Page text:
As Rock notes, baseball’s love affair with history has turned it into the granddaddy game of American sports. It’s John Fogerty in the era of Drake, and the nostalgia that has largely fueled the game’s popularity and sustained its mystique has faded. For a generation who grew up with the specters of Michael Jordan and Magic Johnson pushing the NBA to previously-unforeseen global visibility and with the Super Bowl as the biggest American sporting event of the year and the NFL commanding such a huge part of the public consciousness, baseball just seems like a sport that only matters because it’s been around forever. Most fans are into the game because of their parents or grandparents. But it’s hard to get excited about it if you have no tradition of loving it.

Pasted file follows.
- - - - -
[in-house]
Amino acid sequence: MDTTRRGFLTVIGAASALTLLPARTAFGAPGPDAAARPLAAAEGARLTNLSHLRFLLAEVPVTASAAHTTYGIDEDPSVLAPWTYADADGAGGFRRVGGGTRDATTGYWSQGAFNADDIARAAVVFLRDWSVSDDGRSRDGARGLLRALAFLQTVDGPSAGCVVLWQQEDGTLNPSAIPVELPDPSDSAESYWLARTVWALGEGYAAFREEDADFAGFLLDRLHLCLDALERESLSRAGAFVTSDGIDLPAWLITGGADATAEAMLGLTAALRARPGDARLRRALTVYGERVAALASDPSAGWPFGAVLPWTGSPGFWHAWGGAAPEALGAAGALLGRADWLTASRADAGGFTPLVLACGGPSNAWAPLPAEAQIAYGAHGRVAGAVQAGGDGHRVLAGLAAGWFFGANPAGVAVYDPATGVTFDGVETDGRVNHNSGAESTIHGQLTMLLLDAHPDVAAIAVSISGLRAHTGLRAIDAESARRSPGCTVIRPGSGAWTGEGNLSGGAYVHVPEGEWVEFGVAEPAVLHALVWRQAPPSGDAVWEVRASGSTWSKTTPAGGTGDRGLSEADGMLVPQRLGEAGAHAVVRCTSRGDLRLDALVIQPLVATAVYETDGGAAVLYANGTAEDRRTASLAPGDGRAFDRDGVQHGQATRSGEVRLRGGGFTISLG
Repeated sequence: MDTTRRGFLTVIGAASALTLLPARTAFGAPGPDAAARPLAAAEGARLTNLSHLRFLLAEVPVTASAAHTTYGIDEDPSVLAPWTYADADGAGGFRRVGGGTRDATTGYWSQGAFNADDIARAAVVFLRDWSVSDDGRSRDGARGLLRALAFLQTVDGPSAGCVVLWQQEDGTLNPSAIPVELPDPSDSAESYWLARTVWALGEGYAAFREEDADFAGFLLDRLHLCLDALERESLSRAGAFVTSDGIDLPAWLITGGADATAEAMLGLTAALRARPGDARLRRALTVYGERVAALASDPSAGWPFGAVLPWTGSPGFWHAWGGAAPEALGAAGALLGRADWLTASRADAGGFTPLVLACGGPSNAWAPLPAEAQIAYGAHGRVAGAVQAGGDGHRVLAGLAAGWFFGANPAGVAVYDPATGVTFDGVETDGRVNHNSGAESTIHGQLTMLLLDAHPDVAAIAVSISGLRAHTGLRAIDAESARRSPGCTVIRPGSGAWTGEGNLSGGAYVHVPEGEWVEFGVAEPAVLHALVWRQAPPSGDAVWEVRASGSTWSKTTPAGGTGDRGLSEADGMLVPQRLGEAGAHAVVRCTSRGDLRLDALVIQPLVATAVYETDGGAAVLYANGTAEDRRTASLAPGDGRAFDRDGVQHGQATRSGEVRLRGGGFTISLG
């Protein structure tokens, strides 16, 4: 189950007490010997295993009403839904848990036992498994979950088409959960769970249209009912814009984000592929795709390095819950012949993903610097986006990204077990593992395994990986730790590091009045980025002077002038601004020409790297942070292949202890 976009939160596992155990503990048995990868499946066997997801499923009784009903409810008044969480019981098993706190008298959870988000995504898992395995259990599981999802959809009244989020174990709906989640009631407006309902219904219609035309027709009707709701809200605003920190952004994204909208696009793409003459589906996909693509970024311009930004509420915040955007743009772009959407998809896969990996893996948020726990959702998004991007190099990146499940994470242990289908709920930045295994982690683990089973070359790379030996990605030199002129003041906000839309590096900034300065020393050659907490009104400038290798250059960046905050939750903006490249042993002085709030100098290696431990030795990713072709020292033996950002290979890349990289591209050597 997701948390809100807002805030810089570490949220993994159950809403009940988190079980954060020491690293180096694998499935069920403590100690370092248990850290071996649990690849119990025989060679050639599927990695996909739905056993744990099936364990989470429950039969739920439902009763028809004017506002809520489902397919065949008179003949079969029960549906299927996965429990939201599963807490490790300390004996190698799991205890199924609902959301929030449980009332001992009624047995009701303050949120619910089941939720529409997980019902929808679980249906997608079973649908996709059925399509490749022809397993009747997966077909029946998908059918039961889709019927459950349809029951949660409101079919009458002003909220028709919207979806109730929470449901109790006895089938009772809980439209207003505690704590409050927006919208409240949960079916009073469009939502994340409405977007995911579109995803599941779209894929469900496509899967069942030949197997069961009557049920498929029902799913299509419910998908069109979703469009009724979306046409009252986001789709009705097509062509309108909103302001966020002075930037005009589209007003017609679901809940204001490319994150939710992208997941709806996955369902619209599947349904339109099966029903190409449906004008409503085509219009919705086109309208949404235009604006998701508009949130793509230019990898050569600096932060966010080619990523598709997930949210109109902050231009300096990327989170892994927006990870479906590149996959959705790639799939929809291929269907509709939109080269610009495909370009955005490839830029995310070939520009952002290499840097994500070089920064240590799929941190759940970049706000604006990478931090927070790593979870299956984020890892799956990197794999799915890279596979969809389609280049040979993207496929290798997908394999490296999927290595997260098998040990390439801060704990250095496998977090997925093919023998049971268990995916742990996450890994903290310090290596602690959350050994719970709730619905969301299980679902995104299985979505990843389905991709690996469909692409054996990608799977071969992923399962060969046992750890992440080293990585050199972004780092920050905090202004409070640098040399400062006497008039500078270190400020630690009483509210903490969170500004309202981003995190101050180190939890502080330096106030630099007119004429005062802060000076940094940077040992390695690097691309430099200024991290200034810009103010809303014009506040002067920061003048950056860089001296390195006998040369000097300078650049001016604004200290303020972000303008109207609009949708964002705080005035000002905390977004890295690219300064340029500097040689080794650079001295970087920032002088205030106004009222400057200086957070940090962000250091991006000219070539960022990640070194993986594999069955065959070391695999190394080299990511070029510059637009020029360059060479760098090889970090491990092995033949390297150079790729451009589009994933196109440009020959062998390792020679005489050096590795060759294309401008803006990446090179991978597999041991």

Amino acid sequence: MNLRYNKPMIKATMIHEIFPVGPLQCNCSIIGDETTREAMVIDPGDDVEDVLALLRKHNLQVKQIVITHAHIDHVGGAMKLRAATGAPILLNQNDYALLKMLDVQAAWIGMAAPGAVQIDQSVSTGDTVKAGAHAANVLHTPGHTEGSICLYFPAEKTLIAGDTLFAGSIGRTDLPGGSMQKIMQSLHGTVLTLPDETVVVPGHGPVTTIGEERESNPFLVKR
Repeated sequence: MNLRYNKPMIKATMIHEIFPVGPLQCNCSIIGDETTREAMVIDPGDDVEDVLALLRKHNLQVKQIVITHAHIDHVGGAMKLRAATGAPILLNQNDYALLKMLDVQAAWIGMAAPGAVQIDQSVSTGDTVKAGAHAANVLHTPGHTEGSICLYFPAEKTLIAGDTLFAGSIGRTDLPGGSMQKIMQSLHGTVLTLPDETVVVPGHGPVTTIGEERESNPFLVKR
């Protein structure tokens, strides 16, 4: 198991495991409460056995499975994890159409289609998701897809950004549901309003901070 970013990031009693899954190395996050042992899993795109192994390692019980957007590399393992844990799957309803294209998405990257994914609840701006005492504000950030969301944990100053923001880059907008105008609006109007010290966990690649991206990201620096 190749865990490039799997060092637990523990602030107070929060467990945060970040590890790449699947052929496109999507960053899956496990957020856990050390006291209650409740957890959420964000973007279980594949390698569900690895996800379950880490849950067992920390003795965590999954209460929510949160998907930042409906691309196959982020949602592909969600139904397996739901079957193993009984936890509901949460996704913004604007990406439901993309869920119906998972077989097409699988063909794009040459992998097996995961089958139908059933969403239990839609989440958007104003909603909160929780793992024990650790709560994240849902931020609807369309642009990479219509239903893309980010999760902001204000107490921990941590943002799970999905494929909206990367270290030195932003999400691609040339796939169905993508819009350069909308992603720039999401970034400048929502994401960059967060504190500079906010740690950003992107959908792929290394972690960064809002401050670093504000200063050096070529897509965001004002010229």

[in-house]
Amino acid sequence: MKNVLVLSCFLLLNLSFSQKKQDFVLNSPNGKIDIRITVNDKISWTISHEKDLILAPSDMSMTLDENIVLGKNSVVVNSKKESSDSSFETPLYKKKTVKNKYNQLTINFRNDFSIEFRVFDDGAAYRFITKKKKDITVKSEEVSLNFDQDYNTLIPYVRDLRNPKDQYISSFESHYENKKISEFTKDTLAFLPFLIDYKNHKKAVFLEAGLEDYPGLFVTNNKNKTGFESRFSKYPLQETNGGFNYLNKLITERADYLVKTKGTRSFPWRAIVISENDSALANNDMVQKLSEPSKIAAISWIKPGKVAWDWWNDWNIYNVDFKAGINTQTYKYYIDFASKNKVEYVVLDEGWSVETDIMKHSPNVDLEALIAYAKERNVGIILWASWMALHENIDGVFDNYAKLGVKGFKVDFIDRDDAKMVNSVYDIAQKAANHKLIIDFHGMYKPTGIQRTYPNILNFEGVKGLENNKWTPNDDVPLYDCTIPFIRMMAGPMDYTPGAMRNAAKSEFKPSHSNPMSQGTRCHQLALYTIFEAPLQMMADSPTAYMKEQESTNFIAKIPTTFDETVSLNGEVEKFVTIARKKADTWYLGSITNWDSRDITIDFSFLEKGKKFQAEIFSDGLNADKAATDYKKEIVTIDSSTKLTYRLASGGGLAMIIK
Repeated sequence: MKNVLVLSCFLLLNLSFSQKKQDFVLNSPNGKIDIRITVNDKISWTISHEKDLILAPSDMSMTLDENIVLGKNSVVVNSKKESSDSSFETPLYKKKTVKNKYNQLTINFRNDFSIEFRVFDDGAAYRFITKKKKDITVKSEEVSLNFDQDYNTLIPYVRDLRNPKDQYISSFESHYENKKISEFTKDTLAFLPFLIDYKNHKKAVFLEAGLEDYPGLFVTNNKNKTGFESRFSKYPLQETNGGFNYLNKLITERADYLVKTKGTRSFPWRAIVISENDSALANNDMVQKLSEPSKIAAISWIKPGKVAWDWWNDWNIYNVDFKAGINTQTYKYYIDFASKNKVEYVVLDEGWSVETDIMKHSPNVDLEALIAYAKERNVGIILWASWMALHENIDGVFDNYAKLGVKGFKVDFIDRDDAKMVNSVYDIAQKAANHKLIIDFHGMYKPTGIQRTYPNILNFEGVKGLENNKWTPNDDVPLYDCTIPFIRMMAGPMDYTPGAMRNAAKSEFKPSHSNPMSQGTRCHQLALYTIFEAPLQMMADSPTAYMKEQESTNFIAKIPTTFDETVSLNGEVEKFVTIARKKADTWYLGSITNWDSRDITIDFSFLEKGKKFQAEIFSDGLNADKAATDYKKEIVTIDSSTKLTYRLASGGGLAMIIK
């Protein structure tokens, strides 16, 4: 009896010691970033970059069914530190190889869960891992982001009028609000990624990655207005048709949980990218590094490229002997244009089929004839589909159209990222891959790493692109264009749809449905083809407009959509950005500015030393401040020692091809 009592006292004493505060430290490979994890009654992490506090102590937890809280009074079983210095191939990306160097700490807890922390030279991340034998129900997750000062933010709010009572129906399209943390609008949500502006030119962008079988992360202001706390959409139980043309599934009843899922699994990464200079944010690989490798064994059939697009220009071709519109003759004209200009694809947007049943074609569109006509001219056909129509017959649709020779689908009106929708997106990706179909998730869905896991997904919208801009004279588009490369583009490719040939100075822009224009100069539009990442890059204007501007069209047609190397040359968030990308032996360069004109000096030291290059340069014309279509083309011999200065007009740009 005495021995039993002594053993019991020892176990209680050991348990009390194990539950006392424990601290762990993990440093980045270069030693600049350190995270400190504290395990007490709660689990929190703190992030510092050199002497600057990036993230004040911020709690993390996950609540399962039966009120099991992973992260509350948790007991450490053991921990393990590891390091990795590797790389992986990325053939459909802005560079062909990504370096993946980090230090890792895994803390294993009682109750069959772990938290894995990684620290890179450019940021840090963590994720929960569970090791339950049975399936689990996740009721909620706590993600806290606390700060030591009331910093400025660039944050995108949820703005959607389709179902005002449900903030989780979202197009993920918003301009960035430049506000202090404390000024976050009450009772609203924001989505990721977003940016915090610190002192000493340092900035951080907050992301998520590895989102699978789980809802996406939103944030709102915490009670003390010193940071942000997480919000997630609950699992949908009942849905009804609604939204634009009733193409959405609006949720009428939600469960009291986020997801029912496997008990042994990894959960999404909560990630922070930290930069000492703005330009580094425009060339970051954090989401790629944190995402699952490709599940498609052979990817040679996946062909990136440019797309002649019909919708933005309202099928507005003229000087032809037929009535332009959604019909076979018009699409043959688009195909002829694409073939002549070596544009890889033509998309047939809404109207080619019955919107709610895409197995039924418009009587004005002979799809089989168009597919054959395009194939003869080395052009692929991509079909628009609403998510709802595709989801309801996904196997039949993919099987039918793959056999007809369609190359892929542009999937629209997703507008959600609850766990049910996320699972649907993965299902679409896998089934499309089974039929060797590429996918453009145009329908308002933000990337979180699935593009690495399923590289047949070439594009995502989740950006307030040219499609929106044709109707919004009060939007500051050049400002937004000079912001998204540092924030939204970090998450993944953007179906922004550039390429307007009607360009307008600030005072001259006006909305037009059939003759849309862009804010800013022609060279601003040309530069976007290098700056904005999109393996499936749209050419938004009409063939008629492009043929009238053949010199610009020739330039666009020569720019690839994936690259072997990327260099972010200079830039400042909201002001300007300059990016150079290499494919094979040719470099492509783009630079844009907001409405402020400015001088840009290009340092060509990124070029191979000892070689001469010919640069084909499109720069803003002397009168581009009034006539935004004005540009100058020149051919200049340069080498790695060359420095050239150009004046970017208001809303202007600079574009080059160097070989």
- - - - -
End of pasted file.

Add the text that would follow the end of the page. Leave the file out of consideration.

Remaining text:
I enjoyed my experience at the Mets game (they won 5-4) and it reminded me how much fun it can be to go to the ballpark. The crowd was spotty but enthusiastic, and the arena kept blaring “Nothin’ But A G Thang” by Dr. Dre. They’re trying, I thought. Hip-hop is everywhere at this point, but the fans in attendance were largely white and middle-aged or older. There is no easy way to change that. And that does mean that baseball’s “America’s Pastime” tag is becoming more of a novelty title; sort of like a “World’s Greatest Dad” mug. Black people, by and large, have moved on from the sport, and it’s probably far too late to try and put this relationship back together. But don’t be mad at Chris Rock for telling the hard truth. We can still pretend to care about the game when something historic happens and we’ll always have love for great baseball movies. But don’t expect to keep coasting on history and nostalgia, MLB. Actually put in the work in the schools and the communities to draw interest to your sport. If you want black people in the stands and on the field, act like it.